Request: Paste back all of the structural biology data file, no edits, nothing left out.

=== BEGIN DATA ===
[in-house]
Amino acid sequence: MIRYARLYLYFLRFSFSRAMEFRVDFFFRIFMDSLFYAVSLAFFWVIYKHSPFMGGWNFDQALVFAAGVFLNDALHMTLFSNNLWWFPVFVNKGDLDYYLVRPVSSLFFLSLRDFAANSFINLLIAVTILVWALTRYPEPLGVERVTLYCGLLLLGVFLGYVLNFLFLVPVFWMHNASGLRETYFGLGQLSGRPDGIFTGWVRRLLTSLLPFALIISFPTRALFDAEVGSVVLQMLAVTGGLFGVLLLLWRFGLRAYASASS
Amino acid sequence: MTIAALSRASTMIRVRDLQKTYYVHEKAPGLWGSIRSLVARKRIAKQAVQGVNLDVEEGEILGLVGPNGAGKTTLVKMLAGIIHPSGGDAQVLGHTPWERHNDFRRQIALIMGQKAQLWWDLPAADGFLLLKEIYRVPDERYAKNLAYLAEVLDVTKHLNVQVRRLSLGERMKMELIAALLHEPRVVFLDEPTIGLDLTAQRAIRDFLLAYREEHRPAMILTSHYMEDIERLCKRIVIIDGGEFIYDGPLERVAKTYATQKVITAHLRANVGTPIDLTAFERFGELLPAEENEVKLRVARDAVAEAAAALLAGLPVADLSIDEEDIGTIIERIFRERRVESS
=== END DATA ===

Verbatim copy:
[in-house]
Amino acid sequence: MIRYARLYLYFLRFSFSRAMEFRVDFFFRIFMDSLFYAVSLAFFWVIYKHSPFMGGWNFDQALVFAAGVFLNDALHMTLFSNNLWWFPVFVNKGDLDYYLVRPVSSLFFLSLRDFAANSFINLLIAVTILVWALTRYPEPLGVERVTLYCGLLLLGVFLGYVLNFLFLVPVFWMHNASGLRETYFGLGQLSGRPDGIFTGWVRRLLTSLLPFALIISFPTRALFDAEVGSVVLQMLAVTGGLFGVLLLLWRFGLRAYASASS
Amino acid sequence: MTIAALSRASTMIRVRDLQKTYYVHEKAPGLWGSIRSLVARKRIAKQAVQGVNLDVEEGEILGLVGPNGAGKTTLVKMLAGIIHPSGGDAQVLGHTPWERHNDFRRQIALIMGQKAQLWWDLPAADGFLLLKEIYRVPDERYAKNLAYLAEVLDVTKHLNVQVRRLSLGERMKMELIAALLHEPRVVFLDEPTIGLDLTAQRAIRDFLLAYREEHRPAMILTSHYMEDIERLCKRIVIIDGGEFIYDGPLERVAKTYATQKVITAHLRANVGTPIDLTAFERFGELLPAEENEVKLRVARDAVAEAAAALLAGLPVADLSIDEEDIGTIIERIFRERRVESS